FTSE 100 Live 24 May: Inflation still higher than expected; shares down


Key data as FTSE opens lower

The FTSE 100 fell sharply this morning as today’s slower-than-expected decline in inflation – and a shock rise in core inflation to the highest level in 30 years – means the Bank of England is now expected to raise interest rates at least twice more.

Click through the graphs to see how markets have reacted this morning.


FTSE 100-listed builders under pressure, M&S shares jump 8%

Shares in housebuilders have fallen sharply after today’s stubbornly high inflation print raised expectations of more demand-sapping interest rate hikes.

Taylor Wimpey and Persimmon shares fell by 4%, with wider stock market sentiment not helped by the impact of last night’s weak session on Wall Street.

The FTSE 100 index snapped its recent run of calm trading by falling 1.2% or 94.30 points to 7668.65, with the FTSE 250 index 223.95 points lower at 18,984.36.

Other blue-chip fallers included insurer Aviva, which lost 3% or 14.3p to 409.5p on the back of its first quarter trading update, and Burberry with a fall of 69p to 2189p.

On a brighter note, shares in renewable energy giant SSE rose 30p to 1899.5p after its annual results. And the return of the Marks & Spencer dividend helped the retailer’s shares jump 8% or 12.85p to 176.45p in the FTSE 250 index.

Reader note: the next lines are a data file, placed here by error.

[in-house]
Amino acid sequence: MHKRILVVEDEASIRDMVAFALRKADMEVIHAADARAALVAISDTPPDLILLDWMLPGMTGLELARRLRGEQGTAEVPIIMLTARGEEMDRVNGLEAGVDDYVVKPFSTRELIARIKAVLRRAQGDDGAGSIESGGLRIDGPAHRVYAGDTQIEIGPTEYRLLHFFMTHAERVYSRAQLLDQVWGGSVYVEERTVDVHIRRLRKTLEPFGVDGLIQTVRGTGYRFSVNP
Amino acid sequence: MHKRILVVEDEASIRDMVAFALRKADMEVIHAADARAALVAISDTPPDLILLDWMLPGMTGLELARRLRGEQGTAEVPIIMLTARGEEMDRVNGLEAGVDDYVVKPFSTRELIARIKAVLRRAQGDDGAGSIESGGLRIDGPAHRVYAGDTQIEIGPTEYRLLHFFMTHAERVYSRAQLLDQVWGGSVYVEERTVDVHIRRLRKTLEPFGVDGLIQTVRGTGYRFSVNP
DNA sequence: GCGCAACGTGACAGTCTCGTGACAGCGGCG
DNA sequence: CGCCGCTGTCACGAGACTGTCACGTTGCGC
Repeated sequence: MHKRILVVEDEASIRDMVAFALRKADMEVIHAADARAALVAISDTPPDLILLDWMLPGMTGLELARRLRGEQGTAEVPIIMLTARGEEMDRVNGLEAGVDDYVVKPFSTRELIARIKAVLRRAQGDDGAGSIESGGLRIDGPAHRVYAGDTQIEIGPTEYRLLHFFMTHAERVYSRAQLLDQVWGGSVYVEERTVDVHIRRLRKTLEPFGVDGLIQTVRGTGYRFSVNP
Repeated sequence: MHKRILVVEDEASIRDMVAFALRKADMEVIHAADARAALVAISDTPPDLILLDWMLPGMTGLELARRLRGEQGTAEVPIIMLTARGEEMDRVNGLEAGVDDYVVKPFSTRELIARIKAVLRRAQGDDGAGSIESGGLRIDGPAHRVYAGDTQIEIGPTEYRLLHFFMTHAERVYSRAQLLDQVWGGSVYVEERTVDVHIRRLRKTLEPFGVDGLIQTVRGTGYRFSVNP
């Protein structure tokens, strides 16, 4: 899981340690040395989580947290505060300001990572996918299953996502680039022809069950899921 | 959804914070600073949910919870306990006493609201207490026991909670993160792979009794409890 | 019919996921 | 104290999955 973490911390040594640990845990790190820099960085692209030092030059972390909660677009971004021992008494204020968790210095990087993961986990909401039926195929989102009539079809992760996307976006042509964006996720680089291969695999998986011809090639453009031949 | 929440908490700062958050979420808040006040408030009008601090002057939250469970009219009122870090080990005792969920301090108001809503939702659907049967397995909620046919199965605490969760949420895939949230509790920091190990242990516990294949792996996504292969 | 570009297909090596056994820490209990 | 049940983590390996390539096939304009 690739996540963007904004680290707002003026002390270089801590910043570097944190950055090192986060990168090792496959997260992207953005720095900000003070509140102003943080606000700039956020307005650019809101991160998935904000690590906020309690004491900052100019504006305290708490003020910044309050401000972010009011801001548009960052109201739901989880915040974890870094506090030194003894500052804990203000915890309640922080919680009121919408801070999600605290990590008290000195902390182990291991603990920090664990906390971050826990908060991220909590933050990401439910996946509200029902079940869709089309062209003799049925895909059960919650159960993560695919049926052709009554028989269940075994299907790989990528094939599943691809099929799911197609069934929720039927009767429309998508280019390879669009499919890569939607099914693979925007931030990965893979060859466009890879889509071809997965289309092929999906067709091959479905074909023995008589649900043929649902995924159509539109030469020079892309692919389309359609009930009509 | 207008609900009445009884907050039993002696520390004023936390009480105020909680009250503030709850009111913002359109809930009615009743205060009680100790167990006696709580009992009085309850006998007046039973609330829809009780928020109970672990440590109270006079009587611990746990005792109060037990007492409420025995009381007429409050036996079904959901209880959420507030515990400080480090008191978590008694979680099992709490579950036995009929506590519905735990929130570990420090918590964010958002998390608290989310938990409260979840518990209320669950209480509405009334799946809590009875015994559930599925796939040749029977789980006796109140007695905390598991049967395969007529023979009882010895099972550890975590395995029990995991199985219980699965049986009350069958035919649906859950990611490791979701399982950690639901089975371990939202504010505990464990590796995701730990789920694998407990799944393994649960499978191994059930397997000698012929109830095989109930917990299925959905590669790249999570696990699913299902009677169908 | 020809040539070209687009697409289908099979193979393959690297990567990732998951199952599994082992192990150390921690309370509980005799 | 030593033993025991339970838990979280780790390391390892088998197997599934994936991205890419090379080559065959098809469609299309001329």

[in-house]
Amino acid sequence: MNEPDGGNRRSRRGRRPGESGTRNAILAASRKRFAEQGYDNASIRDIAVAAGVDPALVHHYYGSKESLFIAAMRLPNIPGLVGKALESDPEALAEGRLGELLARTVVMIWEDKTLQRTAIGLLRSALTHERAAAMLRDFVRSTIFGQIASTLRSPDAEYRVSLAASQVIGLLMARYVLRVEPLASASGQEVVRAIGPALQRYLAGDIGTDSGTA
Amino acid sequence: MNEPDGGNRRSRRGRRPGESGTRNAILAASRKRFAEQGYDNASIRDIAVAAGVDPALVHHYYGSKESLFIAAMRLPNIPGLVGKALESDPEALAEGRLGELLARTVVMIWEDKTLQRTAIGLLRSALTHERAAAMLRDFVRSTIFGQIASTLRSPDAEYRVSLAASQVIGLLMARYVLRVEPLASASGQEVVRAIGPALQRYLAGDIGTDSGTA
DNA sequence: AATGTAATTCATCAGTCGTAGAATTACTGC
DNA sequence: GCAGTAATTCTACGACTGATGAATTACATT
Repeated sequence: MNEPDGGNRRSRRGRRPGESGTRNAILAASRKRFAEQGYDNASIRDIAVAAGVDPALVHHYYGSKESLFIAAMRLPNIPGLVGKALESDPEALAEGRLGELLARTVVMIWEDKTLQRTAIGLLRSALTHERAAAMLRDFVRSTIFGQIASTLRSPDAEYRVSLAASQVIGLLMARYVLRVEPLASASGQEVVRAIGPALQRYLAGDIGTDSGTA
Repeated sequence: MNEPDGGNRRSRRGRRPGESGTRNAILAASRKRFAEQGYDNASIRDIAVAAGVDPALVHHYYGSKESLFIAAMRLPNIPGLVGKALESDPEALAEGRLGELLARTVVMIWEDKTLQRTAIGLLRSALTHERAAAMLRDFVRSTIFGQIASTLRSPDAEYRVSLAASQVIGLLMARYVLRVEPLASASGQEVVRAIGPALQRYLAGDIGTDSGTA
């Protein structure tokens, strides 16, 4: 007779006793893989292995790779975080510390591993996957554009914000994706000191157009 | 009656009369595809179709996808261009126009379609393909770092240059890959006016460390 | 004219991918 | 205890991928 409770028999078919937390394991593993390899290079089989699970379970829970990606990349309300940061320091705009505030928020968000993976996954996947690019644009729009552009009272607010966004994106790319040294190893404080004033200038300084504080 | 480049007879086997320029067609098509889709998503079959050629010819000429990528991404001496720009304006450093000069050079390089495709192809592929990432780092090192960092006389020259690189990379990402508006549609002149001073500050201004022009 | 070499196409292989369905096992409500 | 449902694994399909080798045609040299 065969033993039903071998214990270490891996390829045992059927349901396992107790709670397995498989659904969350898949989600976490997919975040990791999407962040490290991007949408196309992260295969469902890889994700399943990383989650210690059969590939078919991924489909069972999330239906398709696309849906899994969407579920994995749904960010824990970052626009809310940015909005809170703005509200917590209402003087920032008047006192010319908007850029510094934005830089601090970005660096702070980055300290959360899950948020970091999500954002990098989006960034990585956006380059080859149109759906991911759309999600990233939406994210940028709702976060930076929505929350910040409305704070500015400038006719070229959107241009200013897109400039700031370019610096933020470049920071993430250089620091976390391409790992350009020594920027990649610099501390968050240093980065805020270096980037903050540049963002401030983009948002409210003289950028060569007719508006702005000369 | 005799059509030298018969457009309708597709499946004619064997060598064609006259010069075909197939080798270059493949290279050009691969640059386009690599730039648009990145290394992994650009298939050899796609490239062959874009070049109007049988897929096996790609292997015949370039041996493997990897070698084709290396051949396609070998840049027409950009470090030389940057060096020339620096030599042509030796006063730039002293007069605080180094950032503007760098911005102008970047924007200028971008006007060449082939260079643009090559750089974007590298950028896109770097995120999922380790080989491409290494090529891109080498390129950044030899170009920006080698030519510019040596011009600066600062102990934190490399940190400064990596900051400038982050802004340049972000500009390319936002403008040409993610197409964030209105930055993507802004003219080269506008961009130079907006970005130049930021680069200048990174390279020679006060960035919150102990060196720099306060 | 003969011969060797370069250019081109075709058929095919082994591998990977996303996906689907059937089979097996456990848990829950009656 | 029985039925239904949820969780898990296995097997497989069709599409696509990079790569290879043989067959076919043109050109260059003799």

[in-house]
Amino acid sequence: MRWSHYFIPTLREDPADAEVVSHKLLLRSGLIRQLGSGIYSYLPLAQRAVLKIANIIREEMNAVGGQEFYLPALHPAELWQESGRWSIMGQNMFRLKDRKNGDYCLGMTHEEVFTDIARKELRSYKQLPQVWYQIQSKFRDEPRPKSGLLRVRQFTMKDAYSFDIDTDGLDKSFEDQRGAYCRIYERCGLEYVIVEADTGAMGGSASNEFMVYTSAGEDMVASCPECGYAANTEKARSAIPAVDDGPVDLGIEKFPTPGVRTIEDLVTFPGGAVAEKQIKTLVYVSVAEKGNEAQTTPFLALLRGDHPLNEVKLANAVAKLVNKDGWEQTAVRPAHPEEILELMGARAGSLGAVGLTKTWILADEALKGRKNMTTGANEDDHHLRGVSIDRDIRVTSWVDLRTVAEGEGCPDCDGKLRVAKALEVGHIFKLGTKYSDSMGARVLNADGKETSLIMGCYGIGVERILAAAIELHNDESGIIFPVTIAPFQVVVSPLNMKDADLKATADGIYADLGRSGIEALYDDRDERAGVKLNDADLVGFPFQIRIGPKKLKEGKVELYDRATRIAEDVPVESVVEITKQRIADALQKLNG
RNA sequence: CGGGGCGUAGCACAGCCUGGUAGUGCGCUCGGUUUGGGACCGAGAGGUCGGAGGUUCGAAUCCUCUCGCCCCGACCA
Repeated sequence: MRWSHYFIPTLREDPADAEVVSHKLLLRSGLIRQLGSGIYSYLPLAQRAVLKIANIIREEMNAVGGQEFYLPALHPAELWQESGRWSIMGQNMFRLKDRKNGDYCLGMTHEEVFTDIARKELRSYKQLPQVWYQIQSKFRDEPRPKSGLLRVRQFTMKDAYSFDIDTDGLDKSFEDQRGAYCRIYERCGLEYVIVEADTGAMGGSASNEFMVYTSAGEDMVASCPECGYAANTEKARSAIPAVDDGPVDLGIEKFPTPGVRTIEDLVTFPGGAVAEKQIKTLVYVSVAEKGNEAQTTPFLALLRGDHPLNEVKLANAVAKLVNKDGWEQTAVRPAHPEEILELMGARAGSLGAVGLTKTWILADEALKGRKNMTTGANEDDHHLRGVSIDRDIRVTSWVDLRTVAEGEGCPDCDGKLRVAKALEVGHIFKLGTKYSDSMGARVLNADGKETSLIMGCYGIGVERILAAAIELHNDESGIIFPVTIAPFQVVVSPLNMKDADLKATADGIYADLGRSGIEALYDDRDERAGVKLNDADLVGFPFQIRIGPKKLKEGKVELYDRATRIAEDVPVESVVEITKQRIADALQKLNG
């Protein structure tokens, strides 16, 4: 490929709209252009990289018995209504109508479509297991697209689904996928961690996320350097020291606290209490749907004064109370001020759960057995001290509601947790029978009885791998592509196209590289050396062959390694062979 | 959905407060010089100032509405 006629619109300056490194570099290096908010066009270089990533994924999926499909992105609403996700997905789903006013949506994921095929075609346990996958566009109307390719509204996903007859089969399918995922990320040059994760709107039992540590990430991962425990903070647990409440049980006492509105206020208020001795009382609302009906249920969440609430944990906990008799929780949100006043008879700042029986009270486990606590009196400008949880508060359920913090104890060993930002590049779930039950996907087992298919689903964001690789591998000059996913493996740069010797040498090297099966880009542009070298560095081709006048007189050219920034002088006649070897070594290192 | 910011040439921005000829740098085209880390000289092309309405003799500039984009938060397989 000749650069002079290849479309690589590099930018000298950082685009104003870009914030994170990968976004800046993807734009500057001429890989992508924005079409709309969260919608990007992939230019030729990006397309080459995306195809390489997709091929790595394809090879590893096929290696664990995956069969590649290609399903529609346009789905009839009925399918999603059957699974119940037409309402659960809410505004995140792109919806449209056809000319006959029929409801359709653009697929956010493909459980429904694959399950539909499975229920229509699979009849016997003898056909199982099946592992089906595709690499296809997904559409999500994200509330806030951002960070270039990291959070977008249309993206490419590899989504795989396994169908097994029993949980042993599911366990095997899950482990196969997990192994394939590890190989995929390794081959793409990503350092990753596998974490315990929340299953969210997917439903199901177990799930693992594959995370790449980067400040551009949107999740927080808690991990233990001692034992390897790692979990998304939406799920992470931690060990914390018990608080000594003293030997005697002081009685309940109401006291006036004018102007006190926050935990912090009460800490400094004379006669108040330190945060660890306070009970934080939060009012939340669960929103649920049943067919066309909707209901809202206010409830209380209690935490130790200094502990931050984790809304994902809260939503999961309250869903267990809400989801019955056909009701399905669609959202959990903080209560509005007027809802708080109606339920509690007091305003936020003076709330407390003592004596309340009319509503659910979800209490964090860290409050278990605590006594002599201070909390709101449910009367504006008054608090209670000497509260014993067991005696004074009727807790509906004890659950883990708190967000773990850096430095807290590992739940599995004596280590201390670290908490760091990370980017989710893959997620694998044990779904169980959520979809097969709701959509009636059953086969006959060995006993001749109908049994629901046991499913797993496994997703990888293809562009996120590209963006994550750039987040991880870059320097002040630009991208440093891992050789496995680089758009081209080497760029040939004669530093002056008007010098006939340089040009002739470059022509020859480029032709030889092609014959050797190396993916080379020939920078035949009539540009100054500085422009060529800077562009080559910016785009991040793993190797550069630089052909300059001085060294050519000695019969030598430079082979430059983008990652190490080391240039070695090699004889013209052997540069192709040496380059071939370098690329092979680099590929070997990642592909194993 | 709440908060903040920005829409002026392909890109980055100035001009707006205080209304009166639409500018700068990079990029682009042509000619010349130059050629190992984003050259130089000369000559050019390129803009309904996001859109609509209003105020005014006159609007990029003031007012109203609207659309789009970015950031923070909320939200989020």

Food inflation gets even worse

Food inflation has climbed even fast in a number of areas, ONS data shows.

The rate of inflation across fruit, vegetables, soft drinks, beer, wine and spirits has all gone up.

Scroll through the chart below to view food inflation data.


Openreach pricing plan cleared by Ofcom

New pricing arrangements proposed by BT’s regulated Openreach arm for its full-fibre services have been given the all-clear by Ofcom.

The Equinox 2 offer involved giving lower prices to retail providers – such as BT, Sky, TalkTalk and Vodafone – if they agree to use mainly Openreach’s full-fibre products for new orders instead of its legacy copper products.

The proposals mean alternative network operators are now likely to face stronger competition from Openreach. However, the regulator concluded that the conditional terms of the offer did not create a barrier to the use of altnets.

Ofcom said: “Our overriding objective is to bring better broadband to people across the UK, by promoting competitive investment in high-speed networks and making sure there’s a level playing field for all companies.

“With this in mind, and based on the evidence available to us, we don’t consider Openreach’s new pricing discounts to be anti-competitive.”


Severn Trent ups dividend and pledges to invest up to £1 billion in current financial year

Severn Trent, the water utility, has pledged to increase its capital investment in the current financial year to as much as £1 billion as it sticks with plans to increase its payout to shareholders.

It said its final dividend for last year would go up by 9.4% to 116.84p, meaning investors will get around £293 million in total.

With water companies at the centre of a public outcry over the amount of sewage being discharged into rivers and the amount of leakage from the system, Severn Trent said it invested £737 million last year, up by “over £100 million”. It increased its guidance on next year’s spending to a range between £850 million and £1 billion.

Profit before tax for the financial year to the end of March reached £508.8 million, up from £506.2 million.


Bad weather means like-for-like sales dip at B&Q owner Kingfisher

“Unusually poor spring weather” hit sales at B&Q owner Kingfisher, as like-for-like sales fell by 3.3%.